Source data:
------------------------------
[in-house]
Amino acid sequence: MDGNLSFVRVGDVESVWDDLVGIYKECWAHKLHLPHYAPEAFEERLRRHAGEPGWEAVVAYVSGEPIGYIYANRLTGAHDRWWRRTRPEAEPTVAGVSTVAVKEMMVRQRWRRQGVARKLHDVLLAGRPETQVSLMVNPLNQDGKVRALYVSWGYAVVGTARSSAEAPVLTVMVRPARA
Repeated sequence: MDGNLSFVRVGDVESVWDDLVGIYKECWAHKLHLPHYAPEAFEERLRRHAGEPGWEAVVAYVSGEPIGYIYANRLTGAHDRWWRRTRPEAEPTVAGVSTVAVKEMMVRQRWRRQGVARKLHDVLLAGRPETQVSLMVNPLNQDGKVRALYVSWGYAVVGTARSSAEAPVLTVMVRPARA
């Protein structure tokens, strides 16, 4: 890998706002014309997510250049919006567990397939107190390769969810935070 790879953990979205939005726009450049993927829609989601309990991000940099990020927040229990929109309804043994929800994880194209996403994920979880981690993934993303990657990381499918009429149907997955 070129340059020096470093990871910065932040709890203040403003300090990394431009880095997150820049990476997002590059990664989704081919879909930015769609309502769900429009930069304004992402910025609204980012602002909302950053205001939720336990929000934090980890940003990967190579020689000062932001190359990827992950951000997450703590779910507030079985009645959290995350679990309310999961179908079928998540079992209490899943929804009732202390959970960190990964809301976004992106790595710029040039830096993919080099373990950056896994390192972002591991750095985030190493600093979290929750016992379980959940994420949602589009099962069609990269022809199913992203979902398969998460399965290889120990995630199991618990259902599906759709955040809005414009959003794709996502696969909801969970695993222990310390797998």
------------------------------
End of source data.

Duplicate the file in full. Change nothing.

[in-house]
Amino acid sequence: MDGNLSFVRVGDVESVWDDLVGIYKECWAHKLHLPHYAPEAFEERLRRHAGEPGWEAVVAYVSGEPIGYIYANRLTGAHDRWWRRTRPEAEPTVAGVSTVAVKEMMVRQRWRRQGVARKLHDVLLAGRPETQVSLMVNPLNQDGKVRALYVSWGYAVVGTARSSAEAPVLTVMVRPARA
Repeated sequence: MDGNLSFVRVGDVESVWDDLVGIYKECWAHKLHLPHYAPEAFEERLRRHAGEPGWEAVVAYVSGEPIGYIYANRLTGAHDRWWRRTRPEAEPTVAGVSTVAVKEMMVRQRWRRQGVARKLHDVLLAGRPETQVSLMVNPLNQDGKVRALYVSWGYAVVGTARSSAEAPVLTVMVRPARA
């Protein structure tokens, strides 16, 4: 890998706002014309997510250049919006567990397939107190390769969810935070 790879953990979205939005726009450049993927829609989601309990991000940099990020927040229990929109309804043994929800994880194209996403994920979880981690993934993303990657990381499918009429149907997955 070129340059020096470093990871910065932040709890203040403003300090990394431009880095997150820049990476997002590059990664989704081919879909930015769609309502769900429009930069304004992402910025609204980012602002909302950053205001939720336990929000934090980890940003990967190579020689000062932001190359990827992950951000997450703590779910507030079985009645959290995350679990309310999961179908079928998540079992209490899943929804009732202390959970960190990964809301976004992106790595710029040039830096993919080099373990950056896994390192972002591991750095985030190493600093979290929750016992379980959940994420949602589009099962069609990269022809199913992203979902398969998460399965290889120990995630199991618990259902599906759709955040809005414009959003794709996502696969909801969970695993222990310390797998």